• Abbe Goldstein
    Senior Vice President, Investor Relations
  • Alan D. Schnitzer
    Chairman and Chief Executive Officer
  • Dan Frey
    Executive Vice President and Chief Financial Officer
  • Gregory C. Toczydlowski
    Executive Vice President And President, Business Insurance
  • Jeffrey P. Klenk
    Executive Vice President and President, Bond & Specialty Insurance
  • Michael F. Klein
    Executive Vice President and President, Personal Insurance

Analysts

Presentation

Operator

Good morning, ladies and gentlemen. Welcome to the First Quarter Results Teleconference for Travelers. [Operator Instructions] As a reminder, this conference is being recorded on April 19, 2022. At this time, I would like to turn the conference over to Ms. Abbe Goldstein, Senior Vice President of Investor Relations. Ms. Goldstein, you may begin.

Abbe Goldstein
Senior Vice President, Investor Relations at Travelers Companies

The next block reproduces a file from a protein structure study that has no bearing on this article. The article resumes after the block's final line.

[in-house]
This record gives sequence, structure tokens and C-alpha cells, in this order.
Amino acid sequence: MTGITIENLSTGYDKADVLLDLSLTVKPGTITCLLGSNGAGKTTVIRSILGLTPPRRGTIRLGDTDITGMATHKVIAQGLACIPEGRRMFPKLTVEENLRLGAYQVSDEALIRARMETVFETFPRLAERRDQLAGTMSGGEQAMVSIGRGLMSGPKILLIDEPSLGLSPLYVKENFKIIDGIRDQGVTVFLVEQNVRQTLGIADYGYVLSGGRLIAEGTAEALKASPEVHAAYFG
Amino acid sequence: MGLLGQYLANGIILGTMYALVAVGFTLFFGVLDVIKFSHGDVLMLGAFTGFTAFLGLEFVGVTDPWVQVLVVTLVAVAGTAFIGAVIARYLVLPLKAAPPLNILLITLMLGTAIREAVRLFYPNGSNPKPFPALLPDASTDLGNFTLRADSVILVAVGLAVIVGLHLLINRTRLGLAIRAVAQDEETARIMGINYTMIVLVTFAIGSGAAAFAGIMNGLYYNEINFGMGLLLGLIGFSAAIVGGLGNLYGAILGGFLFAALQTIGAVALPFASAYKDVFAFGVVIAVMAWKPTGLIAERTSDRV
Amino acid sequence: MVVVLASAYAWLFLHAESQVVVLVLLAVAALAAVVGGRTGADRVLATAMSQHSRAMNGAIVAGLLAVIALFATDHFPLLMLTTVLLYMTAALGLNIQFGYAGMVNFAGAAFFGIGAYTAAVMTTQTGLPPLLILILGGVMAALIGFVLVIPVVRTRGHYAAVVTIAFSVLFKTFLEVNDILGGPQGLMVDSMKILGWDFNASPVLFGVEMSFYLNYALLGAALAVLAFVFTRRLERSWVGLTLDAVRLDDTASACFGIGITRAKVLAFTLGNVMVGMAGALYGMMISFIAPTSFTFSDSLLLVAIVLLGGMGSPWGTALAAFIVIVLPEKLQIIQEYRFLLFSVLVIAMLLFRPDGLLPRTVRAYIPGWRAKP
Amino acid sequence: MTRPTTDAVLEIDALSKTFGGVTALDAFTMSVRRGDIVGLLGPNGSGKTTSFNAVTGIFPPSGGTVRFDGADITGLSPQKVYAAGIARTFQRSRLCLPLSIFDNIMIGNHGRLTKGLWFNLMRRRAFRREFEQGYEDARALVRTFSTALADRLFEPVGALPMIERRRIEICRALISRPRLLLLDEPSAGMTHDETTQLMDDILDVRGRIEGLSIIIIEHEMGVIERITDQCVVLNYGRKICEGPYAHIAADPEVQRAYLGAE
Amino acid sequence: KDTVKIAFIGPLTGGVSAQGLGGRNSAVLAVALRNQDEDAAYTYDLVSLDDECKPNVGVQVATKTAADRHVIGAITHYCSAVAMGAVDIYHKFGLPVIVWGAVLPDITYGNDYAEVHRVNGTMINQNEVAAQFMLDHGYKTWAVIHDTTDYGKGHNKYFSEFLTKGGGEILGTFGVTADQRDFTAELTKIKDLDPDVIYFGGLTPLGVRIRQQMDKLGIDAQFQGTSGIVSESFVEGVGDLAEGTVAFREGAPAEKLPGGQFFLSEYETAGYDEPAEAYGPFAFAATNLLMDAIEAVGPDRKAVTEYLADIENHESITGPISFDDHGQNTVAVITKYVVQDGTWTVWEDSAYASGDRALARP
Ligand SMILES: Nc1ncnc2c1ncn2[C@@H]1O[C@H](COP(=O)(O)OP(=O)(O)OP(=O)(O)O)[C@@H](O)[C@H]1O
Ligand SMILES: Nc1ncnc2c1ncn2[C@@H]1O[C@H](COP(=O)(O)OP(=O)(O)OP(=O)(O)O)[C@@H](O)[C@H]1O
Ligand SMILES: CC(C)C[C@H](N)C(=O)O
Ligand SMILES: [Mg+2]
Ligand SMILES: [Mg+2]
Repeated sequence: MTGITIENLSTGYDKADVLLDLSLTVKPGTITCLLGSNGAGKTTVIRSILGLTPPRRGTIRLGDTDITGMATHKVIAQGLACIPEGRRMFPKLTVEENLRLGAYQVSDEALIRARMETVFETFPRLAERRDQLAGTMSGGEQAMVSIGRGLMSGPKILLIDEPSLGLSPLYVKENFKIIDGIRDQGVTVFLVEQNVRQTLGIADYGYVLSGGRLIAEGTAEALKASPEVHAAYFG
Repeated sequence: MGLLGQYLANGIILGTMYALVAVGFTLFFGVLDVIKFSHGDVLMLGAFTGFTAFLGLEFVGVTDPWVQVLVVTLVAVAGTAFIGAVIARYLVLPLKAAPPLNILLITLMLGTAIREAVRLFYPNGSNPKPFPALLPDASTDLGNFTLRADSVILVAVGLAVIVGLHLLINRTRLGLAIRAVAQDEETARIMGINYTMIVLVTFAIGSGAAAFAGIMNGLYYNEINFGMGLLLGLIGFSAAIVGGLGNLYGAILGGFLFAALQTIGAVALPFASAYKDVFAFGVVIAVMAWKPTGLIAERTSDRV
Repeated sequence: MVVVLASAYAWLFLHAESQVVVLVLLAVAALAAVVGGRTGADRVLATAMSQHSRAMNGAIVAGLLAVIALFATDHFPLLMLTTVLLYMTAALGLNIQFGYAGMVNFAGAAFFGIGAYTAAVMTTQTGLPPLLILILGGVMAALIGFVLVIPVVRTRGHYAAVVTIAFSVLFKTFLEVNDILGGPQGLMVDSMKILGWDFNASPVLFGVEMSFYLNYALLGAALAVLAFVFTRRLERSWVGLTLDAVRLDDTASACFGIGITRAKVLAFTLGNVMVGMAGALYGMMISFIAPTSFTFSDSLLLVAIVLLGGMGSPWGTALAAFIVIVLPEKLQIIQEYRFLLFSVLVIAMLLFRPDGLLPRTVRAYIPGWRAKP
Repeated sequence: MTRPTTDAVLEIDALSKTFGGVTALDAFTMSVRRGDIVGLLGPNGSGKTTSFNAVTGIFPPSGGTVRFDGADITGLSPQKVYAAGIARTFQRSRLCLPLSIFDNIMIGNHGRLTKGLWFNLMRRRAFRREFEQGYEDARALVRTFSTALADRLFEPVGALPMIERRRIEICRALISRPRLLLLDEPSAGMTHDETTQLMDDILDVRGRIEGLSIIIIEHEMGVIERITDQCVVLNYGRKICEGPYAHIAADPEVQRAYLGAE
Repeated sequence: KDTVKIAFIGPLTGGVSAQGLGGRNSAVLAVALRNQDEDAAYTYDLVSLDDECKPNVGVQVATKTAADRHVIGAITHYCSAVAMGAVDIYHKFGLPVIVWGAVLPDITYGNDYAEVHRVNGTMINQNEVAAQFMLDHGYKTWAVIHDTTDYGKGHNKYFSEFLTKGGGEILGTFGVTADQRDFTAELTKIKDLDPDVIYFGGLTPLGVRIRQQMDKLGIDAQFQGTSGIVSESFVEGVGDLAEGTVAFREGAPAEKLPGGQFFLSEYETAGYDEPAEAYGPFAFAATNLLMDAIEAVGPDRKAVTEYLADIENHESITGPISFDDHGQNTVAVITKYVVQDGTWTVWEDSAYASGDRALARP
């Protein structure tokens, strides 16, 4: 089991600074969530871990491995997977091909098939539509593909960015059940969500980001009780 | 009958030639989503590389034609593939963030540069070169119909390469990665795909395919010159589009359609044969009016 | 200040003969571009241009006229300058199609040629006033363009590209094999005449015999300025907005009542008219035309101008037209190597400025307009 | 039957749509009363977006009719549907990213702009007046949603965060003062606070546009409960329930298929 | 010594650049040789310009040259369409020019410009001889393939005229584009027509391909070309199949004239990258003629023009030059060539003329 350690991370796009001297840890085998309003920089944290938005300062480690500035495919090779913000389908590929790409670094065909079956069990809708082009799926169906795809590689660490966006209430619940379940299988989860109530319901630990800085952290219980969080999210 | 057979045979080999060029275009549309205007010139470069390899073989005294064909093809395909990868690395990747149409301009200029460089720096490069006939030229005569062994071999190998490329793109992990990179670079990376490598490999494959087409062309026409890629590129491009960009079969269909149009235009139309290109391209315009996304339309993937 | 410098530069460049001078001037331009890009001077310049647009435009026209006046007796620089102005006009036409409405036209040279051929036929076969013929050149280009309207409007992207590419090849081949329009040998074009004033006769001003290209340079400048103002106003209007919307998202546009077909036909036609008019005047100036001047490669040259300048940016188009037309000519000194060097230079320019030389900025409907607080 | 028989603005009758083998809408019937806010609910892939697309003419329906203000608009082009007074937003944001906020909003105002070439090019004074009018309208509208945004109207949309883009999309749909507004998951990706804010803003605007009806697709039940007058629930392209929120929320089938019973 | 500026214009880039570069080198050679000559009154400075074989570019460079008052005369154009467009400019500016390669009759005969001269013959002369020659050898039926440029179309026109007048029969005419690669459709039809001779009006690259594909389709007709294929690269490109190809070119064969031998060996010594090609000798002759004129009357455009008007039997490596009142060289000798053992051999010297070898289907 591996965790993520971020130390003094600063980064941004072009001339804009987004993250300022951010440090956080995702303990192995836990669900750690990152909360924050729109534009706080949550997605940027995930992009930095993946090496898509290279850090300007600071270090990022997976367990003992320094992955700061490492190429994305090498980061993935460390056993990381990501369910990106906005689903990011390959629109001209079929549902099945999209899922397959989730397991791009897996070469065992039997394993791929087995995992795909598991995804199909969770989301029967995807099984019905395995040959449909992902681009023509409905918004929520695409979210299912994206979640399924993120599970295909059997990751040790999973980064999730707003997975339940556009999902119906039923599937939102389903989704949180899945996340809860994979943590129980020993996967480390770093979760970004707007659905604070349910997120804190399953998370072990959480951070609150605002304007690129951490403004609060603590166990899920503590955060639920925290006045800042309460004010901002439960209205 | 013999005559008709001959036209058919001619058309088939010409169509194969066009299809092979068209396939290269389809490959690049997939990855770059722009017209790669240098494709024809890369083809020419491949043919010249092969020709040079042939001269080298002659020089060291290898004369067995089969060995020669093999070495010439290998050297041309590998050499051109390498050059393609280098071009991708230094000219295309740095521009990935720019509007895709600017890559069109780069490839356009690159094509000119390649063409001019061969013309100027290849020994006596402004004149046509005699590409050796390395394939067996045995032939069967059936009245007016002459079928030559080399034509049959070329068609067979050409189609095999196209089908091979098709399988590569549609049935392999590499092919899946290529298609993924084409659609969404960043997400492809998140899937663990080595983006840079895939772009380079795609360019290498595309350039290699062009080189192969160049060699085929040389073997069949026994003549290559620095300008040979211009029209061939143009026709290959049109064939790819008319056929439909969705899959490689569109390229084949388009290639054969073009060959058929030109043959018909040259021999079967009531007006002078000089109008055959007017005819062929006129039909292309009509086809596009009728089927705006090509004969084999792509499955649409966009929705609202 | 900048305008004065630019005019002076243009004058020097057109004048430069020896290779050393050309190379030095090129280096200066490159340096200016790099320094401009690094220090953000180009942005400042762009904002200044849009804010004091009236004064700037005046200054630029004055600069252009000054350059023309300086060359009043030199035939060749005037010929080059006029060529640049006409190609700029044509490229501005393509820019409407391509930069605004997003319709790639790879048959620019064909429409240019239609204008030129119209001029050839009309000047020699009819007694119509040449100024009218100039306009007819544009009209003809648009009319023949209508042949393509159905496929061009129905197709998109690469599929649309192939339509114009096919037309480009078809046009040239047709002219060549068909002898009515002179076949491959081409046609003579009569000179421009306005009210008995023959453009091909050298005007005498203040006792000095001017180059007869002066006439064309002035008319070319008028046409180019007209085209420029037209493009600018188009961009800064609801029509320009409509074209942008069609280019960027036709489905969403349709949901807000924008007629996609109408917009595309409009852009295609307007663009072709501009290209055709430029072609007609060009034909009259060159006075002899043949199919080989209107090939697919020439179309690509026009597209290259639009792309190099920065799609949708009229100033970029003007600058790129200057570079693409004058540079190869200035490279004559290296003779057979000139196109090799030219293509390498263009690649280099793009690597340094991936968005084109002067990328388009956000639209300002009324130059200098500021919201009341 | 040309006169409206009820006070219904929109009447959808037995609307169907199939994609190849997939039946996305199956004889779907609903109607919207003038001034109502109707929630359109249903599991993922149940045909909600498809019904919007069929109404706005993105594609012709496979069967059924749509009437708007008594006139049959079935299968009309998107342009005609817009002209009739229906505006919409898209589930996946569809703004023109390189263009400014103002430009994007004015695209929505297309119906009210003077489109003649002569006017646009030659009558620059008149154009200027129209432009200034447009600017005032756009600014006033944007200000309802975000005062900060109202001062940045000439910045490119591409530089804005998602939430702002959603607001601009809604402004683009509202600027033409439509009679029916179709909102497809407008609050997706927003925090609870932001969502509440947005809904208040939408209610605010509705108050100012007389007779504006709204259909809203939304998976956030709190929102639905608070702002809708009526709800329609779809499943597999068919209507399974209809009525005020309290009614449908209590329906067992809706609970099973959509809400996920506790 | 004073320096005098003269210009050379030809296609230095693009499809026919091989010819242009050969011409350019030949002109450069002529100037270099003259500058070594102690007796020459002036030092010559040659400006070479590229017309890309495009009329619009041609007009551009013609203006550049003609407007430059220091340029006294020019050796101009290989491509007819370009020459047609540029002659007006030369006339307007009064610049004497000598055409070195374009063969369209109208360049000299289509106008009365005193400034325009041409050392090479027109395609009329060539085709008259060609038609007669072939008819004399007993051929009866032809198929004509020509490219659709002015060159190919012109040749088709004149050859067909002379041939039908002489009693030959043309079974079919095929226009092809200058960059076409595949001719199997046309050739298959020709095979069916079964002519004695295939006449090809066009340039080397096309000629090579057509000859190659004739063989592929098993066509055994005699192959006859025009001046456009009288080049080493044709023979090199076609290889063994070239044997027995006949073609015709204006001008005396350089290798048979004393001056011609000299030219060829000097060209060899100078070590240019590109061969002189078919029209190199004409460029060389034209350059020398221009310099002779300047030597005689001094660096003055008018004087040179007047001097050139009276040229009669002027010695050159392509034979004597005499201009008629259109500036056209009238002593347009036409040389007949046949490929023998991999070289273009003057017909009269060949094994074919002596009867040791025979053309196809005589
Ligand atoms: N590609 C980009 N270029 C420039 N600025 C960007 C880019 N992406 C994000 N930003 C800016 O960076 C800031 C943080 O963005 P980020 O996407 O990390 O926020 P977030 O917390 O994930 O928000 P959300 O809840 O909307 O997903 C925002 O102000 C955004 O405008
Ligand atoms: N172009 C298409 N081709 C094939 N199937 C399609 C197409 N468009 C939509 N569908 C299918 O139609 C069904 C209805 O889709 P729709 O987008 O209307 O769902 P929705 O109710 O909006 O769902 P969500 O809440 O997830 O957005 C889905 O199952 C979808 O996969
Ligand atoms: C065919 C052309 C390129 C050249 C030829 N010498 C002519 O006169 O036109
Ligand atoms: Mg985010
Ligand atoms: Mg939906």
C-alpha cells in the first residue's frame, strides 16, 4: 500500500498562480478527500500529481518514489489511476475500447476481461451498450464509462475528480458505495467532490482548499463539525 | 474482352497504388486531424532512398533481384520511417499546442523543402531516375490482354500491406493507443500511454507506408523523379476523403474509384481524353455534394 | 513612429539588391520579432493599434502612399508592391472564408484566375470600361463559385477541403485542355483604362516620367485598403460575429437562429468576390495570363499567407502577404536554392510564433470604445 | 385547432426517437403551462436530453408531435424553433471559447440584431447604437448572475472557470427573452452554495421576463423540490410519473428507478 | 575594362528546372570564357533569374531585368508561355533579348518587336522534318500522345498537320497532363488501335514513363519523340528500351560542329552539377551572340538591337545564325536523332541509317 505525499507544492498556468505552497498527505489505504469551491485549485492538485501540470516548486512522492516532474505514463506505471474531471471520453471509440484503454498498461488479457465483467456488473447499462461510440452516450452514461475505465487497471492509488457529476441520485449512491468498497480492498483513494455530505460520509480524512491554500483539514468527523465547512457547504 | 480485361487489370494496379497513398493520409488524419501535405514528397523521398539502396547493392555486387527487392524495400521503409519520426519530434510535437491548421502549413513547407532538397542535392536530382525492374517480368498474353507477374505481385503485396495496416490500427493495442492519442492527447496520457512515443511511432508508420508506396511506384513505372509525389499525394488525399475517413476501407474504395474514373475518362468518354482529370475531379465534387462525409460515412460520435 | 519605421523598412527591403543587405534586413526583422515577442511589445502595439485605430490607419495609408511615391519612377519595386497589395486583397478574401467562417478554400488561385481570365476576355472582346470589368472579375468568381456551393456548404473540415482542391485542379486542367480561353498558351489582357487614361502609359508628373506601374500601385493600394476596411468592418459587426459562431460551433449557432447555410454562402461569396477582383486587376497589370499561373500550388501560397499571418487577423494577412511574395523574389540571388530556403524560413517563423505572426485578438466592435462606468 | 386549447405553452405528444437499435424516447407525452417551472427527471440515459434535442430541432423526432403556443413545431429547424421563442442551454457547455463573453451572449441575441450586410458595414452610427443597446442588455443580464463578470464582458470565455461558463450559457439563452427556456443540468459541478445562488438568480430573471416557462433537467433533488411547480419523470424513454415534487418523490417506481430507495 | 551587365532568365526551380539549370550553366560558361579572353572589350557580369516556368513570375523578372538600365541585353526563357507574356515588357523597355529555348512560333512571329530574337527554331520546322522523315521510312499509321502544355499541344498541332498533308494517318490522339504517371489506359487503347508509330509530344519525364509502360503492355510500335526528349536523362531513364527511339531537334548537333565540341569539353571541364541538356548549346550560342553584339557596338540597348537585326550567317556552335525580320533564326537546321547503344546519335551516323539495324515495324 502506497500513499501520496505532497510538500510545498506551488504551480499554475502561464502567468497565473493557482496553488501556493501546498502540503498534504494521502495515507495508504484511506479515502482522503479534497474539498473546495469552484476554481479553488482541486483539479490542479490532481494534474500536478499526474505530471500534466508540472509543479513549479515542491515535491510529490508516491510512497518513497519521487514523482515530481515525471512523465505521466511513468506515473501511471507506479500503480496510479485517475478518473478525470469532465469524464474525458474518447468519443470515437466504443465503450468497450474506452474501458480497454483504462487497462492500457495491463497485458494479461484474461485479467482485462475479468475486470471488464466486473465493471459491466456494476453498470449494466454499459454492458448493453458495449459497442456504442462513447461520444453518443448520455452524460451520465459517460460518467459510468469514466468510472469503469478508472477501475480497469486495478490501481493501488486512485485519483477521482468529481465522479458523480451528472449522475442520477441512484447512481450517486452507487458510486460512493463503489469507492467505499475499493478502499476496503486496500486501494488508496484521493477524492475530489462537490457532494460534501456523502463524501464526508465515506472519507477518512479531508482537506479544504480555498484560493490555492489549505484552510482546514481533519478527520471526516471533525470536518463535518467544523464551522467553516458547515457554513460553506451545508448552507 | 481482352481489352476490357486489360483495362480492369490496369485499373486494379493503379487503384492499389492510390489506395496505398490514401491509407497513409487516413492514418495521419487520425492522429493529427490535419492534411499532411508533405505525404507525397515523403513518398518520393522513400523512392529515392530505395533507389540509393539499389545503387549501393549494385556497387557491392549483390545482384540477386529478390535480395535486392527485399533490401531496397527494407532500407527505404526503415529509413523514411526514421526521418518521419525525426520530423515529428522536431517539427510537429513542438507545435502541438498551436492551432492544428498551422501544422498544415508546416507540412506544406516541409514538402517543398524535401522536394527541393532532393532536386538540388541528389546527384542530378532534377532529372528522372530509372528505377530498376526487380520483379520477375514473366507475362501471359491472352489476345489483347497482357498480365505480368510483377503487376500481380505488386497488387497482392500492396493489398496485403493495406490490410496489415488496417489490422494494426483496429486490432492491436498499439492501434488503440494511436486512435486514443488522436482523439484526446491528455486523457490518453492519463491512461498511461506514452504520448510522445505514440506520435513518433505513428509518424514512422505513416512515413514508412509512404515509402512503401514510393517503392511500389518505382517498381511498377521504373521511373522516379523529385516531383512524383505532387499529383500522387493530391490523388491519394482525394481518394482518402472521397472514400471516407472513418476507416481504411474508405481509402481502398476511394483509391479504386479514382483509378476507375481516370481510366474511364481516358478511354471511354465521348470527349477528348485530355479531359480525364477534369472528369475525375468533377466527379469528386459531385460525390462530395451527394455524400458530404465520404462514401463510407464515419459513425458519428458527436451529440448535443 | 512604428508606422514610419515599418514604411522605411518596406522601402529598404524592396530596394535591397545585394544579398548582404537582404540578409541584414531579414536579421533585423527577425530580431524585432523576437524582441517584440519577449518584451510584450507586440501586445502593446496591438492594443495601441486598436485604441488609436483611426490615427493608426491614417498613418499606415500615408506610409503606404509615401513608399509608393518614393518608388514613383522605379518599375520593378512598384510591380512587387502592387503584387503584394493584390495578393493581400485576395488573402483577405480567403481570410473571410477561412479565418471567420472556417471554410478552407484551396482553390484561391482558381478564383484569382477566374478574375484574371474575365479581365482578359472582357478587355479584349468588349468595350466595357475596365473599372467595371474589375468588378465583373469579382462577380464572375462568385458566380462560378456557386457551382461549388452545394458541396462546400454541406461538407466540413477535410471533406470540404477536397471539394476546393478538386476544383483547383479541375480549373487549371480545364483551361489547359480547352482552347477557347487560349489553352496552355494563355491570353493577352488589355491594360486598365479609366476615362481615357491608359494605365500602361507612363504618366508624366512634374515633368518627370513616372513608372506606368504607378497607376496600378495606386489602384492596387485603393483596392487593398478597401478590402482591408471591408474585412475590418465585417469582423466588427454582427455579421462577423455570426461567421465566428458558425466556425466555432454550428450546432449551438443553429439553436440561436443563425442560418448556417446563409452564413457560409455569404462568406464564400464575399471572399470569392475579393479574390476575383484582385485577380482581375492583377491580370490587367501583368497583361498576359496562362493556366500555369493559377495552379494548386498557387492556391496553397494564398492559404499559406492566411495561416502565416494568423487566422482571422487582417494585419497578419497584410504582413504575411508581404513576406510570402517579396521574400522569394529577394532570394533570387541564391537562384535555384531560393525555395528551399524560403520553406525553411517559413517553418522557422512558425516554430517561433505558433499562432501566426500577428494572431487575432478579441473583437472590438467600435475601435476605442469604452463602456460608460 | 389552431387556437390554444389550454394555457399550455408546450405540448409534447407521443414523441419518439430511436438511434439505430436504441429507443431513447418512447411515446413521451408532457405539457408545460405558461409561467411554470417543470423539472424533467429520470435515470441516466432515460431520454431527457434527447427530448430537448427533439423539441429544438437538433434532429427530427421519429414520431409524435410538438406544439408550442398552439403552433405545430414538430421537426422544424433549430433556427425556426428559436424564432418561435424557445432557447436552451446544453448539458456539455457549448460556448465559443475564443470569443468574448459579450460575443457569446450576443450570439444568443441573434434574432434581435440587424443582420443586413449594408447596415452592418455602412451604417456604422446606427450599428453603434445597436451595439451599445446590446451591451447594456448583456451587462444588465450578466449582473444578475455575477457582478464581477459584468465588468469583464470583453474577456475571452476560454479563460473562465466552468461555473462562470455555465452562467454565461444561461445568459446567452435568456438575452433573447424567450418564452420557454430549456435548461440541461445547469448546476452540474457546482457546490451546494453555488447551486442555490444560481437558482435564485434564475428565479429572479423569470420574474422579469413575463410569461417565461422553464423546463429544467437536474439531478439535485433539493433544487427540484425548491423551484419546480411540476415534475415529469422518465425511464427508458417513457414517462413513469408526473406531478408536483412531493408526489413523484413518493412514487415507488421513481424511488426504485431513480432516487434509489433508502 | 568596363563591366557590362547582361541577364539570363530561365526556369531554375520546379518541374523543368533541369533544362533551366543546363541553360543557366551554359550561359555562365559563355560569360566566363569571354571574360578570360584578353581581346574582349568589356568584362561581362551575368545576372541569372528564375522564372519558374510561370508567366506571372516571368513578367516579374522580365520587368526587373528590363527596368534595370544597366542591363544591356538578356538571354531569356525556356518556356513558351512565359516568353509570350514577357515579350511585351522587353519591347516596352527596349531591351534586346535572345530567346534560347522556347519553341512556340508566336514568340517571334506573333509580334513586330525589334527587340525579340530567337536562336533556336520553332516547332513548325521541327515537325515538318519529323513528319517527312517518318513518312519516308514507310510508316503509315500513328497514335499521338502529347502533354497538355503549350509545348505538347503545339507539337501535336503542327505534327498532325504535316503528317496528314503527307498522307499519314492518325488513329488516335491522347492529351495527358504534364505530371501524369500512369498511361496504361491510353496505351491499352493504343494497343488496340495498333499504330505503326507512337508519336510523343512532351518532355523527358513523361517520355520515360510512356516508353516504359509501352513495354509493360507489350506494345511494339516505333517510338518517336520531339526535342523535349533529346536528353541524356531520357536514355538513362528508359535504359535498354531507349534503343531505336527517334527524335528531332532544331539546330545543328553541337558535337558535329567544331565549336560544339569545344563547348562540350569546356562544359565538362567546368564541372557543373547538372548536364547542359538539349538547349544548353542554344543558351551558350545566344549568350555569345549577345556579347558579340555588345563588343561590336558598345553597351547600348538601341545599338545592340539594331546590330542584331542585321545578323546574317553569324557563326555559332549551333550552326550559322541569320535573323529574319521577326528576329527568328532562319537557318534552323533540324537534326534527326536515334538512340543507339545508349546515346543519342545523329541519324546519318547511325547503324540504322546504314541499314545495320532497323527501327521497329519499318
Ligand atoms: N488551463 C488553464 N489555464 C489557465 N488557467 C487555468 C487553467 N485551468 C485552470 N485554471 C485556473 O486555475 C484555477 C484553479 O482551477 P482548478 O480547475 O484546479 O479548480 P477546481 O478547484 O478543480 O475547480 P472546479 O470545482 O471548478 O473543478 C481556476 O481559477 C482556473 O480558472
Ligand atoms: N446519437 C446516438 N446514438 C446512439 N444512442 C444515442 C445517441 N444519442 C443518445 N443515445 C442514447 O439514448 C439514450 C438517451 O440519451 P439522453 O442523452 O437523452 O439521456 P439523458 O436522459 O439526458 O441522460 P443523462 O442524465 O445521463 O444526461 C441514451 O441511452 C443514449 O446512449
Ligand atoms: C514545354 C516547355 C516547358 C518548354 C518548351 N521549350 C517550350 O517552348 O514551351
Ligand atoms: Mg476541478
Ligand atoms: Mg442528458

Thank you. Good morning, and welcome to Travelers' discussion of our first quarter 2022 results. We released our press release, financial supplement and webcast presentation earlier this morning. All of these materials can be found on our website at travelers.com under the Investors section.

Speaking today will be Alan Schnitzer, Chairman and CEO; Dan Frey, Chief Financial Officer; and our three segment Presidents, Greg Toczydlowski of Business Insurance; Jeff Klenk of Bond & Specialty Insurance; and Michael Klein of Personal Insurance. They will discuss the financial results of our business and the current market environment. They will refer to the webcast presentation as they go through prepared remarks, and then we will take questions.